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1. No, it is simply up to you to develop your applications in such a way that when an Invocation event is received, your application responds in a suitable manner. For most applications, the idea of having to prevent multiple instances would have been a headache for developers. Instead you can simply listen for attempts to open a new instance and act accordingly (If your application is developed in a sensible manner this should simply be a case of creating a new instance of your main application window). This seems to me like a sensible choice by Adobe.
2. This seems a bit convoluted. Are you really claiming that getting ArrayCollections etc out of a 3rd party swf is the only way to load 3P/User content? As you say, there are ways round this, but more importantly, there are more sensible methods to begin with.
AIR is a lot more than a 'browser application that can launch from the desktop'. Perhaps you havent looked at the Filesystem API or the embedded SQLite support? And I'm not really sure AIR is 100% attempting to be a "serious dekstop application tool". If that is what your after, why not join the C++/# leagues.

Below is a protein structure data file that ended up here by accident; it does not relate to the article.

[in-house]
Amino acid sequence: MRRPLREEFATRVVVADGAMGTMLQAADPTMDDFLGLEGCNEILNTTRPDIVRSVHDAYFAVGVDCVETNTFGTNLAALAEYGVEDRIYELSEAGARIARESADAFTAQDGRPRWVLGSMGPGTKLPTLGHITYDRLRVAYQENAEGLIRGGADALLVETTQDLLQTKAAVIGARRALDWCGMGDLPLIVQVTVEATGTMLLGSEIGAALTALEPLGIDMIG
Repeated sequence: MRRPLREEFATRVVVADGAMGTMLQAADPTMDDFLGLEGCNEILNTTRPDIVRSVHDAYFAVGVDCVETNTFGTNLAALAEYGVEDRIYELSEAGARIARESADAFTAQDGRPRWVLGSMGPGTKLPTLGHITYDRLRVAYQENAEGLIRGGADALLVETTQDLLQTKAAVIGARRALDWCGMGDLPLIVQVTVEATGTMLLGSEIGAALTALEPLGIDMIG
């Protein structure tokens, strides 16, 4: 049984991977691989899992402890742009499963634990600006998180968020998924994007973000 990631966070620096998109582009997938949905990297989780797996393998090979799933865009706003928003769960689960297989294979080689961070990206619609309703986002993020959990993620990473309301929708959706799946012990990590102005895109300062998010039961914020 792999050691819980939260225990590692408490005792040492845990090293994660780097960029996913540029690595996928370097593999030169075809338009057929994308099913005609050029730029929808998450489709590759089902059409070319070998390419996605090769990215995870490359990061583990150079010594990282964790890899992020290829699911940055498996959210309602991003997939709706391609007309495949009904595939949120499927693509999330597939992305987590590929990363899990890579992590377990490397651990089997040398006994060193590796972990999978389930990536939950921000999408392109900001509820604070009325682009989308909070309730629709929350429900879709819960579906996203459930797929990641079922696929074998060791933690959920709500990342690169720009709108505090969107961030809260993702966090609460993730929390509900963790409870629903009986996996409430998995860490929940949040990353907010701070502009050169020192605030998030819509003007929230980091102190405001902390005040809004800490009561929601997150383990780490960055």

1. Yes, you can design the application that way and control the windows. But the developer should have been given the choice on how to do the design. Also, this way, if a run time problem is encountered in one of your windows, the entire app gets blown out of the water. Not a good thing.
2. Not talking about the "only" way to do things. But we already have Flex applications that let our clients create swfs that communicate and pass data to our application that then displays them in useful ways. This is not a security threat. They speak in a defined interface that both sides know and understand. This is already working. Now, in air it is broken and for no good reason.
And I must disagree with your "more sensible" response when you didn't mention what you think is more "sensible". There are usually several valid ways of developing complex applications and the best approach can differ based on may factors.